Retail marketers have it easy. They have shopping and purchasing data easily at their disposal. All of the mainstream publishers, like Google and Facebook, are comfortable serving their ads. They don’t have to worry about making sure their ads are only in states where it is legal to sell their product. Meanwhile, marketers of the quickly growing cannabis and CBD industries don’t have those advantages, but Good Harvest Co. is working to level the playing field a bit. PM360 spoke with Founder and CEO Eric Meth about how his company is gathering and using cannabis and CBD shopper data to make it easier for marketers to find the right customers.

Eric Meth, Founder and CEO

PM360: Why did you decide to start this company?

Eric Meth: About 20 months ago, I started looking for something new. I had a successful 25-year career working with big box retailers in which we used their data around the shopping behaviors of their consumers, both online and in-store, to build out a healthy marketplace of rich consumer insights. I saw an opportunity to apply that into the emerging cannabis and CBD space. At its core, Good Harvest Co. is a data platform focused on harnessing insights around those same types of shopping and purchase behaviors and utilizing those segments as a way for brands to leverage that rich data to more finely target their desired consumers.

In order to have success, you need data on the cannabis buyers. Where are you getting it?

More traditional marketers are coming into the cannabis space from industries like CPG or retail and quickly realize they don’t have the same tools at their disposal. They can’t just go to Google or Facebook—the two big arrows in their quiver that probably did 80% of the heavy lifting at their last job. So we started having conversations with these marketers about ways to leverage their data. And we are working with brands in this space that have their own promotional websites and getting permission to place a pixel on their site that captures the ways consumers shop and the URLs attached to each action. That way we don’t access any of the personally identifiable information (PII) of those consumers. We’re more focused on device-identifiable information (DII).

Are you then building audience personas or segments based on that data?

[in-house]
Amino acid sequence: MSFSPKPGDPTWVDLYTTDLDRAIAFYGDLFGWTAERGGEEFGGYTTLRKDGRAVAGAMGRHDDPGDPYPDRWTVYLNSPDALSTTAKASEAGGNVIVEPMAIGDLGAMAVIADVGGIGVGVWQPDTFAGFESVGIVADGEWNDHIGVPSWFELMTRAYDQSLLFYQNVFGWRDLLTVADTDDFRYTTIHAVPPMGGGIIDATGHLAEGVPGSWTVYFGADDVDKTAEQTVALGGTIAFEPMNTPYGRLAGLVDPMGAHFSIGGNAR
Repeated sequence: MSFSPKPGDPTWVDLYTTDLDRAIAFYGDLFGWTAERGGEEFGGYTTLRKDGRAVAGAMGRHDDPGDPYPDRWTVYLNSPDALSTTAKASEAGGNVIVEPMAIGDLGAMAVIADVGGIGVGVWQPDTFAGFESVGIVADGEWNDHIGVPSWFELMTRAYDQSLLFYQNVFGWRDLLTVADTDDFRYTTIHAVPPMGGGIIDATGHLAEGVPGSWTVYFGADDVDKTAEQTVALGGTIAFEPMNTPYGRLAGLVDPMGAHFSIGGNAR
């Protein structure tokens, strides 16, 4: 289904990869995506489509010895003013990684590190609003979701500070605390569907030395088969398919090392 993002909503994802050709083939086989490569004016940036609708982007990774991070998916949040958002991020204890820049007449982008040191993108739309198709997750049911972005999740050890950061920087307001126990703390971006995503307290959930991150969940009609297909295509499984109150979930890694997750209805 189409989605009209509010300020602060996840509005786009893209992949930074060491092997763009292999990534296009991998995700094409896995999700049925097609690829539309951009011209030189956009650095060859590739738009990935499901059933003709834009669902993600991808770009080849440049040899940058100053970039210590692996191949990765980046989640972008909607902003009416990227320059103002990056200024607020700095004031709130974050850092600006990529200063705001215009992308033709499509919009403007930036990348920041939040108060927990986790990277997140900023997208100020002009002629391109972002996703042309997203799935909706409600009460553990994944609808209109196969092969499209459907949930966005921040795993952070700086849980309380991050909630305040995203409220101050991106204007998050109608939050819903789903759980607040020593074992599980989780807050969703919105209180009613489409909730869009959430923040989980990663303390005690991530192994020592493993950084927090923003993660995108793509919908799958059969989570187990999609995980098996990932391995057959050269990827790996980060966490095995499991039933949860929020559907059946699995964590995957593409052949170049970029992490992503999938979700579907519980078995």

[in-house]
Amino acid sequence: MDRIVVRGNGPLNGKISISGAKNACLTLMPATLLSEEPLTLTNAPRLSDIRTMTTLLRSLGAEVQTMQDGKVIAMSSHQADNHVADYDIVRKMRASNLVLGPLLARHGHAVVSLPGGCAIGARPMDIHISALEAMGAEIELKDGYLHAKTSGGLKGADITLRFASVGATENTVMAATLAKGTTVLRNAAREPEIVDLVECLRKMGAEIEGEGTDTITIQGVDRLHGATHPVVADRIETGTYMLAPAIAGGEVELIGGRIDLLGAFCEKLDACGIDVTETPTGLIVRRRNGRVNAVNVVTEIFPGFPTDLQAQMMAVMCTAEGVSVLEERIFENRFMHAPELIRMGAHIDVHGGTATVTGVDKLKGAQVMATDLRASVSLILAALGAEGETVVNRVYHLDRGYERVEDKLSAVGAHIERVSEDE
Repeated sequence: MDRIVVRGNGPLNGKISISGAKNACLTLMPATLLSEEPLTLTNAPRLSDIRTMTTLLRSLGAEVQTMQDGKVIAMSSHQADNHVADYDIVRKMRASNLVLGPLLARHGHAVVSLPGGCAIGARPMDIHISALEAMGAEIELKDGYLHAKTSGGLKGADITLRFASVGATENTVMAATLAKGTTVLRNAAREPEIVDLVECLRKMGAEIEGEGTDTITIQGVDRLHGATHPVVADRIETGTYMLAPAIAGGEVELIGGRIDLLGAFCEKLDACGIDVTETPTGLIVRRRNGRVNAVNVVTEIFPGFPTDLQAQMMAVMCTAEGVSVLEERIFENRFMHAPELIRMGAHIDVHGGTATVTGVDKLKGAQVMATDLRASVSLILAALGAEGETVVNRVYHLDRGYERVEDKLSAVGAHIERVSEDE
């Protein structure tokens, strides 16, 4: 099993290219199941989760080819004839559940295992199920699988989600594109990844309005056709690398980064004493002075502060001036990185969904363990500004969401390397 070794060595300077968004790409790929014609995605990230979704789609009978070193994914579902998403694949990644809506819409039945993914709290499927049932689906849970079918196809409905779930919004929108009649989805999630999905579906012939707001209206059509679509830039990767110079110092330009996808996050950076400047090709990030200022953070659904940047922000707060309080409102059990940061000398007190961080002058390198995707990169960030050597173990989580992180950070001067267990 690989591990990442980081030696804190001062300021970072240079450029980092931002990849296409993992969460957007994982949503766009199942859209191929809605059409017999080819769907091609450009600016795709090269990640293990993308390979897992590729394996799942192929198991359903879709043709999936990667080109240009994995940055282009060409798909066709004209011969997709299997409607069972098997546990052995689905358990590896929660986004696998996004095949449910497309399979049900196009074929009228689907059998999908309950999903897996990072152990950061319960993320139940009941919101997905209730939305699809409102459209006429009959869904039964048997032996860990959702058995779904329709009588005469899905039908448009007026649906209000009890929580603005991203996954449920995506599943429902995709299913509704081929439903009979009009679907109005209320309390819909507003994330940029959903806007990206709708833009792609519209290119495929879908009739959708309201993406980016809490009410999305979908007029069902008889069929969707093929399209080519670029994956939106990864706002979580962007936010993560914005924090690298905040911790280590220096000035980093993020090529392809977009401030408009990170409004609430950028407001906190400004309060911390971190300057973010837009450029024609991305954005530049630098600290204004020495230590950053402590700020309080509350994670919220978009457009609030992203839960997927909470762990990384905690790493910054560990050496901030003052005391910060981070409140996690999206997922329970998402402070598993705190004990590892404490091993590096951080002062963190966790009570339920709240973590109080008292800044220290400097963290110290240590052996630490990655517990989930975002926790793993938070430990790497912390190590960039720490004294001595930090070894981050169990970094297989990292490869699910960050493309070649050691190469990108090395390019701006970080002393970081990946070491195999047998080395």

The way we’re currently gathering is more focused on categories of product. But once we start aggregating everything, we can break it down into meta categories such as the types of consumers. For instance, flower consumers who consume cannabis products in a traditional sense, concentrate consumers who prefer cartridges you can vaporize, edible consumers, topical consumers, etc. Then you have CBD, which is more of an overall general category.

Based on that data, we could help brands to target consumers in the state of California that show a level of intent for edible versus another type of product. It gets cool when you can start correlating, but our dataset isn’t big enough yet. However, once we gain more scale, that’s where you start seeing interesting correlations. You might find consumers who show an interest in edibles are also looking at concentrates, just not as predominantly. The real holy grail is linking the shopping behavior to the actual purchase behavior and understanding deficiencies between the two and the reasons why a consumer is shopping for certain products but they’re not consummating the purchase.

How are you utilizing your data in the programmatic buying space?

From the start, we had no desire to build another bidder for advertising inventory. The market already has plenty of demand side platforms (DSPs) and supply side platforms (SSPs). We are focused on partnering with DSPs and already have one with the cannabis-friendly Safe Reach, specifically as a channel partner to execute our current brand campaigns. We also have other soft partnerships we are pursuing to create match tables.

We look at the device data that we have through our pilot program and our match rate against a platform’s inventory that reaches the same devices that we’re reaching. Obviously the higher the match rate, the better we could push an ad effectively on a targeted level to those devices. That’s how we’re focused on gaining distribution and that’s our revenue model. The base CPM for cannabis inventory is typically in the $6.00 range. We generate revenue from the CPM premium on top of that $6.00 base that our shopping behavior data provides.

Looking down the road, what else would you like to do in the long term?

While we want to stay focused on helping marketers to better influence purchase around known consumers, we would also like for them to be able to use the data for more audience discovery. The big upside isn’t so much around the existing base—the 35% of the population active in this space—it’s in the 30% to 40% from consumers who aren’t yet active. That includes consumers in states where CBD is legal to purchase but they’re unsure about where to go, what to buy, what product is good for them. I categorize them as the unknown known consumer. You’re taking attributes from known consumers and then projecting that against consumers that you don’t know but look a lot like the ones you do. That’s a big part of what we’re focused on.

Ads

You May Also Like

Pharma’s Branding Revolution

In the age of enlightened consumers, marketers need to find new ways to enhance ...

Customer Journey Mapping: Using Data to Drive Your Strategy

Don’t underestimate the power of journey mapping and its impact on connecting with—and marketing ...